Billionaire Elon Musk’s signature car company, Tesla, recently made headlines when an increase in their stock price gave them the title of most-valuable car company in the USA, ahead of giants GM and Ford. This news came as a surprise to many, and rightfully so. Tesla should be nowhere close to as valuable as GM, but optimism from investors has driven up the stock price.
John Maynard Keynes warned economists about the “animal spirits,” or emotionally-driven decisions, present in the market. His animal spirits explain why investors may keep investing in the stock market even when they know that they shouldn’t. The bull and bear markets of Wall Street were not named after these animal spirits, although the coincidence is perhaps too ironic to ignore.
Right now, Tesla is benefiting from a bullish attitude concerning their prospects. Many people are excited over the upcoming release of the Model E, a car which Tesla claims will sell for as low as $35,000. Optimistic investors view this as a potential Tesla for the masses.
Skeptical onlookers aren’t so sure that they can pull it off, however. Stanphyl Capital recently considered the build costs of the Model E, and were left scratching their heads as to how they could place the price so low. They estimate that if Tesla does sell the Model E at $35,000, they will lose $13,000 per car.
Tesla certainly can’t afford to create more losses for themselves. Although they have gained revenue over each of the past 5 years, they have also never posted a profit. It is completely possible that they will work their way out of the red, but to say that they are already as valuable as GM is certainly a stretch of the imagination.
Tesla’s stock value is inflated over the prospects of potential profits, while GM consistently performs well. They too have gained increasing revenue in 4 of the past 5 years, but they are also showing large increases in profits over that same period.
GM has a proven production method which allows them to produce cars efficiently and sell them at a profit. The future of Tesla requires the production of gigafactories, the construction of which will ensure that they continue to post net losses for the foreseeable future.
Tesla has chosen a model of car that will face substantial challenges in penetrating rural and business markets. One of the advantages of buying a gas-powered car is the ease with which one can drive it across the vast expanses of America. When one decides to go on a road trip in a gas-powered car, they generally don’t have to worry about taking long stops before arriving at their destination.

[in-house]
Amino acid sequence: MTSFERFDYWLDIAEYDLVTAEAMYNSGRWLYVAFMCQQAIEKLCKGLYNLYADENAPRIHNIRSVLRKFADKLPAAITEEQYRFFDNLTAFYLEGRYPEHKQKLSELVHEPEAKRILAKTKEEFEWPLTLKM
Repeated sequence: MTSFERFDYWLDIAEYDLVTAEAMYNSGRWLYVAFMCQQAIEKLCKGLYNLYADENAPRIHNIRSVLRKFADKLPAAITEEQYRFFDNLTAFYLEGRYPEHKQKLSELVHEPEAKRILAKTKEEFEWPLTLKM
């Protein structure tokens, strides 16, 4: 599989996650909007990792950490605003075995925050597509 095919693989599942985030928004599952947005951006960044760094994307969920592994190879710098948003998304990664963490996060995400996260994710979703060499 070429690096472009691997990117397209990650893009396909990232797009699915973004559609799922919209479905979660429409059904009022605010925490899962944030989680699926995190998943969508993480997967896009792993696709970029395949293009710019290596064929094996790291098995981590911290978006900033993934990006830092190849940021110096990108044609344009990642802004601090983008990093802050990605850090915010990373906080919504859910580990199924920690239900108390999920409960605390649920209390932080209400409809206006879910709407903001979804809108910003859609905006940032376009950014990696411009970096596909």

But Tesla’s cars present troubles when traveling cross-country. To fully charge a Tesla at one of their state-of-the-art supercharging stations can take up to 75 minutes. Filling up a gas tank takes a fraction of that time. This fact alone might cause someone with a significant commute or who has to travel for work to pass on a Tesla. Teslas are mainly feasible within a city driving situation. Although the majority of the population lives in cities now, there is still a large portion which would not realistically be able to use a Tesla due to work or family constraints.
There is plenty of hope for Tesla. In fact, there’s really nothing to be afraid of (outside of a potential overvaluation) for customers and investors. While Tesla is currently posting losses, they’re largely due to the amount of R&D going into Tesla’s overall business. If Tesla were to stop research and focus solely on producing cars, the company would most likely be profitable.
That being said, there are significant problems with their high valuation. Teslas are luxury cars produced for a niche market; GM produces cars for the masses. Tesla still has yet to turn an actual profit, whereas GM is a proven powerhouse that could still learn and grow.
I have full faith in Tesla and Elon Musk. Musk is a proven leader with a fantastic vision for the future of automobiles and electric energy. If they can manage to implement a full supercharger system across the nation, as well as complete enough gigafactories to keep production costs down, they will be on their way. But to say that they are already as valuable as giants like GM and Ford is putting the cart before the horse.